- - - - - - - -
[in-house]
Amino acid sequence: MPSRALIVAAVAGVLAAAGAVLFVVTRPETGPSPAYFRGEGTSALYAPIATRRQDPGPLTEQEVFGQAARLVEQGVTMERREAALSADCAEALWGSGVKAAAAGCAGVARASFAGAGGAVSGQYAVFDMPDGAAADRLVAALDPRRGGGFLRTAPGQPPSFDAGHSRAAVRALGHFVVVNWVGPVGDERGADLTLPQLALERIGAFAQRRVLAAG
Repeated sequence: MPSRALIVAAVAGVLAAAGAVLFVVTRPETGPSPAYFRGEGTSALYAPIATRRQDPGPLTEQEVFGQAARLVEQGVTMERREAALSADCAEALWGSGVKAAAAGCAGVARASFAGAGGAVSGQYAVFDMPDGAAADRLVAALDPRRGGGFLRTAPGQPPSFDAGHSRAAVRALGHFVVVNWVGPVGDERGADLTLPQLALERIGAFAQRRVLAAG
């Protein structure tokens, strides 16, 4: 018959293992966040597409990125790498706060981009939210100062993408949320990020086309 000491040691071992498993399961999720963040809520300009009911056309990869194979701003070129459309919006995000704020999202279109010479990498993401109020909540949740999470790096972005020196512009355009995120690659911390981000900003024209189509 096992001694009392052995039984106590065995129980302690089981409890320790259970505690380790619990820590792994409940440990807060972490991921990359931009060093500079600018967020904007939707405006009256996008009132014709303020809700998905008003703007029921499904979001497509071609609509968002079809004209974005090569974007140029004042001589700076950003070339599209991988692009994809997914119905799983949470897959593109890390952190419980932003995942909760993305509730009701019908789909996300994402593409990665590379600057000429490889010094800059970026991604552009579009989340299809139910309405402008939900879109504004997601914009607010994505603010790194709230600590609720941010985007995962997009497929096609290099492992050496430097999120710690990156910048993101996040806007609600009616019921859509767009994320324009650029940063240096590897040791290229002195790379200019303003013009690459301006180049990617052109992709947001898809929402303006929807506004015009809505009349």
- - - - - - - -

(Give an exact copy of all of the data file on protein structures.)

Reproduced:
[in-house]
Amino acid sequence: MPSRALIVAAVAGVLAAAGAVLFVVTRPETGPSPAYFRGEGTSALYAPIATRRQDPGPLTEQEVFGQAARLVEQGVTMERREAALSADCAEALWGSGVKAAAAGCAGVARASFAGAGGAVSGQYAVFDMPDGAAADRLVAALDPRRGGGFLRTAPGQPPSFDAGHSRAAVRALGHFVVVNWVGPVGDERGADLTLPQLALERIGAFAQRRVLAAG
Repeated sequence: MPSRALIVAAVAGVLAAAGAVLFVVTRPETGPSPAYFRGEGTSALYAPIATRRQDPGPLTEQEVFGQAARLVEQGVTMERREAALSADCAEALWGSGVKAAAAGCAGVARASFAGAGGAVSGQYAVFDMPDGAAADRLVAALDPRRGGGFLRTAPGQPPSFDAGHSRAAVRALGHFVVVNWVGPVGDERGADLTLPQLALERIGAFAQRRVLAAG
């Protein structure tokens, strides 16, 4: 018959293992966040597409990125790498706060981009939210100062993408949320990020086309 000491040691071992498993399961999720963040809520300009009911056309990869194979701003070129459309919006995000704020999202279109010479990498993401109020909540949740999470790096972005020196512009355009995120690659911390981000900003024209189509 096992001694009392052995039984106590065995129980302690089981409890320790259970505690380790619990820590792994409940440990807060972490991921990359931009060093500079600018967020904007939707405006009256996008009132014709303020809700998905008003703007029921499904979001497509071609609509968002079809004209974005090569974007140029004042001589700076950003070339599209991988692009994809997914119905799983949470897959593109890390952190419980932003995942909760993305509730009701019908789909996300994402593409990665590379600057000429490889010094800059970026991604552009579009989340299809139910309405402008939900879109504004997601914009607010994505603010790194709230600590609720941010985007995962997009497929096609290099492992050496430097999120710690990156910048993101996040806007609600009616019921859509767009994320324009650029940063240096590897040791290229002195790379200019303003013009690459301006180049990617052109992709947001898809929402303006929807506004015009809505009349």